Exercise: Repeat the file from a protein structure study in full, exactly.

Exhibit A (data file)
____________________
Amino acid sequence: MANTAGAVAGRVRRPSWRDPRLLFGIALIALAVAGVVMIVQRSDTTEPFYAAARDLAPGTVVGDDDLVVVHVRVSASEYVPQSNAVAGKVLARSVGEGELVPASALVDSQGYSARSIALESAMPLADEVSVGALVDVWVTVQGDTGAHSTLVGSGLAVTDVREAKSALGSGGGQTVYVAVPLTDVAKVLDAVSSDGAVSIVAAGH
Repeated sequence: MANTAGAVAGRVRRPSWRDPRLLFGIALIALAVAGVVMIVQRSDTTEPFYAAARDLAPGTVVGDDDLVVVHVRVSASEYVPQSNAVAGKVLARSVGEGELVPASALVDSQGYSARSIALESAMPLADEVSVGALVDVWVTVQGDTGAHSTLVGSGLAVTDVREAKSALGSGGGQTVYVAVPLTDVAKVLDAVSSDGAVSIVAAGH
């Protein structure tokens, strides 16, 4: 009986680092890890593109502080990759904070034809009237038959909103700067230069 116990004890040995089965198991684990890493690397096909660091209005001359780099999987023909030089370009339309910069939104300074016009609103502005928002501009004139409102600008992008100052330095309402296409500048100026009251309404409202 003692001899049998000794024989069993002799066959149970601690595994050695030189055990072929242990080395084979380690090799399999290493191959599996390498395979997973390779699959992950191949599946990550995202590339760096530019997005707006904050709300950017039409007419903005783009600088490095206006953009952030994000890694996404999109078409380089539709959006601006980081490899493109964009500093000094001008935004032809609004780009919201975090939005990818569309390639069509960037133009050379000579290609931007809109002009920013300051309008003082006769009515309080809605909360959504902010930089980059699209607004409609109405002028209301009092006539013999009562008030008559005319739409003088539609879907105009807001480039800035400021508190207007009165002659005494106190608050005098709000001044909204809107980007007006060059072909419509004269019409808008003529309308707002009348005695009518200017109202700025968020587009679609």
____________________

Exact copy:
Amino acid sequence: MANTAGAVAGRVRRPSWRDPRLLFGIALIALAVAGVVMIVQRSDTTEPFYAAARDLAPGTVVGDDDLVVVHVRVSASEYVPQSNAVAGKVLARSVGEGELVPASALVDSQGYSARSIALESAMPLADEVSVGALVDVWVTVQGDTGAHSTLVGSGLAVTDVREAKSALGSGGGQTVYVAVPLTDVAKVLDAVSSDGAVSIVAAGH
Repeated sequence: MANTAGAVAGRVRRPSWRDPRLLFGIALIALAVAGVVMIVQRSDTTEPFYAAARDLAPGTVVGDDDLVVVHVRVSASEYVPQSNAVAGKVLARSVGEGELVPASALVDSQGYSARSIALESAMPLADEVSVGALVDVWVTVQGDTGAHSTLVGSGLAVTDVREAKSALGSGGGQTVYVAVPLTDVAKVLDAVSSDGAVSIVAAGH
């Protein structure tokens, strides 16, 4: 009986680092890890593109502080990759904070034809009237038959909103700067230069 116990004890040995089965198991684990890493690397096909660091209005001359780099999987023909030089370009339309910069939104300074016009609103502005928002501009004139409102600008992008100052330095309402296409500048100026009251309404409202 003692001899049998000794024989069993002799066959149970601690595994050695030189055990072929242990080395084979380690090799399999290493191959599996390498395979997973390779699959992950191949599946990550995202590339760096530019997005707006904050709300950017039409007419903005783009600088490095206006953009952030994000890694996404999109078409380089539709959006601006980081490899493109964009500093000094001008935004032809609004780009919201975090939005990818569309390639069509960037133009050379000579290609931007809109002009920013300051309008003082006769009515309080809605909360959504902010930089980059699209607004409609109405002028209301009092006539013999009562008030008559005319739409003088539609879907105009807001480039800035400021508190207007009165002659005494106190608050005098709000001044909204809107980007007006060059072909419509004269019409808008003529309308707002009348005695009518200017109202700025968020587009679609």